Thursday, January 06, 2005

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Political Analysis: Government Formed, Shinui Wins Their Heart, Loses Their Soul

(Cross posted to Mystical Paths and Israpundit)

As the report below shows, United Torah Judaism, one of the Israeli ultra-religious political parties, has approved joining the government. With Sharon set to give away parts of the holy land of Israel, many may wonder how a religious political party can join such a government.

The surprising answer is that, while losing their seats in the coalition, Shiniu (Israeli's anti-religious party) has actually won their heart. Through the previous period of the coalition government of Likud, Shinui and National Religious Party, the key ministries for social control where in the hands of Shinui. They radically gutted 50 years of standing social policy, de-funding everything and anything religious. This includes a series of religious school systems that provide education for 40% of Israel's children.

While the religious parties and portion of Israeli society absorbed the changes, which included de-funding of religious services, reduced support for large-size poor families (most religious families in Israel have many children), kosher supervision, sabbath law enforcement, town religious councils (responsible for providing religious services to poor neighborhoods and making sure that all citizens desiring services are able to receive them), and legal controls of marriage, divorce and custody rights. What this part of Israeli society is unable to absorb is the financial impact of reduced or eliminated school funding (though the reduced poor family support really hurt as well and as left many families literally poverty stricken).

The religious school systems of Israel (as is true in many other parts of the world as well for all types of religious school systems) have higher graduation rates, lower (to almost non-existant) incidents of in-school-violence, drug use, teen pregnancy, the previous coalition reduced or eliminated funding as much as possible, and was in the process of changing laws to permit the forced application of outside antithetical standards.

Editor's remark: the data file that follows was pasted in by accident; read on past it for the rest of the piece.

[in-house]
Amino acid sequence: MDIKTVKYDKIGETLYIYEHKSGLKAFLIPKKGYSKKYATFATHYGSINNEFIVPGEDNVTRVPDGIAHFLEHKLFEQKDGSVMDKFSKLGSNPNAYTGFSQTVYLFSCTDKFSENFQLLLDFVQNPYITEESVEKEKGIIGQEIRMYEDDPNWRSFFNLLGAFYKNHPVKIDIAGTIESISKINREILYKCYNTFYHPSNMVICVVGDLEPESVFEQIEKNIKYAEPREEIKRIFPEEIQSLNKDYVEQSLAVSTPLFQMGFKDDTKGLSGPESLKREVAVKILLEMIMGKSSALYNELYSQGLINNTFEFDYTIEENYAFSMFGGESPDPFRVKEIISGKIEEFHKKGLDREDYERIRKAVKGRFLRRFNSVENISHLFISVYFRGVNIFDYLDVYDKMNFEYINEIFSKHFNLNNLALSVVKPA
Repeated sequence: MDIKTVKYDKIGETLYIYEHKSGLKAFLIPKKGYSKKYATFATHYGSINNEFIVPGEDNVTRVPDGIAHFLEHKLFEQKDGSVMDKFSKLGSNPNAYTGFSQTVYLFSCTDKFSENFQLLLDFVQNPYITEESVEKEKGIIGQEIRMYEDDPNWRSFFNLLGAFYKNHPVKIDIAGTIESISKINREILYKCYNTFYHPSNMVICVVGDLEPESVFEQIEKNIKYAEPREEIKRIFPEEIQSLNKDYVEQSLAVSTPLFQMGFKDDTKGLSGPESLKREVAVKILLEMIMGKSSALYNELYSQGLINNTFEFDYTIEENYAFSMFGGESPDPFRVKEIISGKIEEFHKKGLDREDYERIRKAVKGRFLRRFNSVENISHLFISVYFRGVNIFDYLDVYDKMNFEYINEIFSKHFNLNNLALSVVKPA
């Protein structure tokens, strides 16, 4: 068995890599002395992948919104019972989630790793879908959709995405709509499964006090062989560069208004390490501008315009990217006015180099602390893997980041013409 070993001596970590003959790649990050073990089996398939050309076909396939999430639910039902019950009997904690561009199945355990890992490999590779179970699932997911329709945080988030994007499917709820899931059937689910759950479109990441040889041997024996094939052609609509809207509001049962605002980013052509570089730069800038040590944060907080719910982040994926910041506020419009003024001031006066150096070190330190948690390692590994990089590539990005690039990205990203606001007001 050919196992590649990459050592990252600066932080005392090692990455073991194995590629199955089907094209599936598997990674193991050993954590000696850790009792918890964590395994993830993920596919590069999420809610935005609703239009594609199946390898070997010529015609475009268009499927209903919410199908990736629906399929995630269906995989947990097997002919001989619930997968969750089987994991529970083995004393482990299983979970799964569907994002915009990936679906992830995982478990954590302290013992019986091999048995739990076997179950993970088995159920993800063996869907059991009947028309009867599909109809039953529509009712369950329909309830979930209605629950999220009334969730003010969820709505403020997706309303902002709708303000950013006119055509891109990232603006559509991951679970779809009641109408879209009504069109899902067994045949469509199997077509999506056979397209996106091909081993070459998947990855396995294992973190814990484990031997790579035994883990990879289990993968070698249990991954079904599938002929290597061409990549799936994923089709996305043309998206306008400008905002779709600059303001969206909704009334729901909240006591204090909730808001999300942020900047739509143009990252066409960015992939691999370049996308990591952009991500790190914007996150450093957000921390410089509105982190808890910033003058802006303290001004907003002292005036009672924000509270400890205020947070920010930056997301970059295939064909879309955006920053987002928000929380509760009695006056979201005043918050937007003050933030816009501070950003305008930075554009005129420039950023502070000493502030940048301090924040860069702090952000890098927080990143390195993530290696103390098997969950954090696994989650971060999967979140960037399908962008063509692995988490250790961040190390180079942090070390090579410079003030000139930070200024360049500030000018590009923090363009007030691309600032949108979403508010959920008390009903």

Under these pressures, Shinui won and Mr. Sharon has performed an incredible job of political judo. By leveraging one opponent against another, the religious political parties find themselves in an incredibly difficult position. Lose their children, or lose the Land?

The Shas party, with spiritual leader Rabbi Ovadia Yosef, made the unbelievably difficult decision to tell Mr. Sharon 'no deal'. They won't support the government in giving away land.

United Torah Judaism, with spiritual leader Rabbi Shalom Yosef Elyashiv, faced the same difficult choice. For his response, see the quotes below... The Jerusalem Post reports:

After receiving the long-awaited approval from United Torah Judaism to form a 64-MK coalition with Likud and Labor, Sharon intends to expedite a cabinet vote on his unilateral disengagement plan...

UTJ spiritual mentor Rabbi Shalom Yosef Elyashiv decided to allow the party to join the coalition for a three-month trial period, during which he will gauge whether the Likud has kept its promises to UTJ on reinstating religious services and maintaining the independence of the haredi school system...

Elyashiv's main reasons for allowing UTJ to join were the opportunity to repair changes Shinui made in the government on matters of religion and state, plus the promises exacted from Likud on educational issues. He also figured that the disengagement plan would pass whether or not UTJ joined.


In all of this, Shinui is both the winner and loser. They won their heart, they got their chance to strike out at the religious sectors of Israeli society (Shinui is rabidly anti-religious, seeing anything in Israeli society dealing with religion as religious coercion, which occasionally really is the case but not anywhere near their paranoid perception.) They also propound a strong nationalist position which they were willing to give up in a second, losing their soul to engage their true love, striking out at the religious.

Perhaps Shinui's core voting group will continue to enthusiastically support them in the next election but a significant part of their votes came from middle-of-the-road Israeli's who said 'yes religion wields too great an influence in our society, and a strong nationalistic and economic position is important'. They'll lose on the second part of that equation.

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